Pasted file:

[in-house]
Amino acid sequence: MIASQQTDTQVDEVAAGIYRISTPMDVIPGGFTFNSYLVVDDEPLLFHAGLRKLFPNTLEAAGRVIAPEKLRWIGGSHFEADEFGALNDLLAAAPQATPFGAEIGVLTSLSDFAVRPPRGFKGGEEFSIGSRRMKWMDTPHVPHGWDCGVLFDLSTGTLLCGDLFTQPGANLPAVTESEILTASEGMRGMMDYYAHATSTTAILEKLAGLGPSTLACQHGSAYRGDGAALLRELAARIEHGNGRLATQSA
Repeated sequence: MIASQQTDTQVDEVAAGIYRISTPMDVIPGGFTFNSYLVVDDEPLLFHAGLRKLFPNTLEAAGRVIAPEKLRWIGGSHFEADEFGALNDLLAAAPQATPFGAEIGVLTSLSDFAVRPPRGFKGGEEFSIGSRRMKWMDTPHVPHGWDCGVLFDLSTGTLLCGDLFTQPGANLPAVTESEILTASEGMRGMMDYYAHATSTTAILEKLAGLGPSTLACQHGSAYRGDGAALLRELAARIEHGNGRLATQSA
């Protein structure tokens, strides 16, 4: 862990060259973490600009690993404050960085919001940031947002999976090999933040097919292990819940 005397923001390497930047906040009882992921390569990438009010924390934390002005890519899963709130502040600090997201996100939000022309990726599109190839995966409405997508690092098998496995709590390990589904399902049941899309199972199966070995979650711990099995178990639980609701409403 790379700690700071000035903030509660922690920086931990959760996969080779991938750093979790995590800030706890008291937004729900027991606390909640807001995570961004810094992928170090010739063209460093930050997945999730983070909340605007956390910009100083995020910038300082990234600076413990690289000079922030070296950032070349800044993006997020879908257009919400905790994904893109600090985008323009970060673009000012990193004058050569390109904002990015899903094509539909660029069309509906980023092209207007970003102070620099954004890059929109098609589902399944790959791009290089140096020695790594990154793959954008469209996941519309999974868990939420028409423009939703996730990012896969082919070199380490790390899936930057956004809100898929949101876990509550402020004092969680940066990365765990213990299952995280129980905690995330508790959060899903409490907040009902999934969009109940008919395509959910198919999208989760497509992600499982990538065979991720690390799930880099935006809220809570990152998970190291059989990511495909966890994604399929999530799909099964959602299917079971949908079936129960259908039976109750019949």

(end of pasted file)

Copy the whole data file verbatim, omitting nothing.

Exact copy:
[in-house]
Amino acid sequence: MIASQQTDTQVDEVAAGIYRISTPMDVIPGGFTFNSYLVVDDEPLLFHAGLRKLFPNTLEAAGRVIAPEKLRWIGGSHFEADEFGALNDLLAAAPQATPFGAEIGVLTSLSDFAVRPPRGFKGGEEFSIGSRRMKWMDTPHVPHGWDCGVLFDLSTGTLLCGDLFTQPGANLPAVTESEILTASEGMRGMMDYYAHATSTTAILEKLAGLGPSTLACQHGSAYRGDGAALLRELAARIEHGNGRLATQSA
Repeated sequence: MIASQQTDTQVDEVAAGIYRISTPMDVIPGGFTFNSYLVVDDEPLLFHAGLRKLFPNTLEAAGRVIAPEKLRWIGGSHFEADEFGALNDLLAAAPQATPFGAEIGVLTSLSDFAVRPPRGFKGGEEFSIGSRRMKWMDTPHVPHGWDCGVLFDLSTGTLLCGDLFTQPGANLPAVTESEILTASEGMRGMMDYYAHATSTTAILEKLAGLGPSTLACQHGSAYRGDGAALLRELAARIEHGNGRLATQSA
């Protein structure tokens, strides 16, 4: 862990060259973490600009690993404050960085919001940031947002999976090999933040097919292990819940 005397923001390497930047906040009882992921390569990438009010924390934390002005890519899963709130502040600090997201996100939000022309990726599109190839995966409405997508690092098998496995709590390990589904399902049941899309199972199966070995979650711990099995178990639980609701409403 790379700690700071000035903030509660922690920086931990959760996969080779991938750093979790995590800030706890008291937004729900027991606390909640807001995570961004810094992928170090010739063209460093930050997945999730983070909340605007956390910009100083995020910038300082990234600076413990690289000079922030070296950032070349800044993006997020879908257009919400905790994904893109600090985008323009970060673009000012990193004058050569390109904002990015899903094509539909660029069309509906980023092209207007970003102070620099954004890059929109098609589902399944790959791009290089140096020695790594990154793959954008469209996941519309999974868990939420028409423009939703996730990012896969082919070199380490790390899936930057956004809100898929949101876990509550402020004092969680940066990365765990213990299952995280129980905690995330508790959060899903409490907040009902999934969009109940008919395509959910198919999208989760497509992600499982990538065979991720690390799930880099935006809220809570990152998970190291059989990511495909966890994604399929999530799909099964959602299917079971949908079936129960259908039976109750019949």